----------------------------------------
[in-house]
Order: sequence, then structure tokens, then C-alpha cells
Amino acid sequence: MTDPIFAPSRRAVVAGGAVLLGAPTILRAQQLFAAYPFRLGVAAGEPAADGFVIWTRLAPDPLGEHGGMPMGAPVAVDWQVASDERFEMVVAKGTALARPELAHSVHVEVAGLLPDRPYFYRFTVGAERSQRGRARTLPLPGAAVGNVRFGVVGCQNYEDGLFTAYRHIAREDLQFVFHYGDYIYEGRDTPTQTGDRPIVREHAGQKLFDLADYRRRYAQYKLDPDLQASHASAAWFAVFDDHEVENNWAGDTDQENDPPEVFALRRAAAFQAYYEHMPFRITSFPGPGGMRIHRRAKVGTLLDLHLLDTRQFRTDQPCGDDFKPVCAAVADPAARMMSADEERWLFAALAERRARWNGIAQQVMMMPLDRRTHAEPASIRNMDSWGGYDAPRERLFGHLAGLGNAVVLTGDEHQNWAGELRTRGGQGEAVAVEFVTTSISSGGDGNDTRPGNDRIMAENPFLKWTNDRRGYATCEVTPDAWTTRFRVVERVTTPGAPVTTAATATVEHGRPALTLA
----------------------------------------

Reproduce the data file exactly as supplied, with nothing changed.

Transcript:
[in-house]
Order: sequence, then structure tokens, then C-alpha cells
Amino acid sequence: MTDPIFAPSRRAVVAGGAVLLGAPTILRAQQLFAAYPFRLGVAAGEPAADGFVIWTRLAPDPLGEHGGMPMGAPVAVDWQVASDERFEMVVAKGTALARPELAHSVHVEVAGLLPDRPYFYRFTVGAERSQRGRARTLPLPGAAVGNVRFGVVGCQNYEDGLFTAYRHIAREDLQFVFHYGDYIYEGRDTPTQTGDRPIVREHAGQKLFDLADYRRRYAQYKLDPDLQASHASAAWFAVFDDHEVENNWAGDTDQENDPPEVFALRRAAAFQAYYEHMPFRITSFPGPGGMRIHRRAKVGTLLDLHLLDTRQFRTDQPCGDDFKPVCAAVADPAARMMSADEERWLFAALAERRARWNGIAQQVMMMPLDRRTHAEPASIRNMDSWGGYDAPRERLFGHLAGLGNAVVLTGDEHQNWAGELRTRGGQGEAVAVEFVTTSISSGGDGNDTRPGNDRIMAENPFLKWTNDRRGYATCEVTPDAWTTRFRVVERVTTPGAPVTTAATATVEHGRPALTLA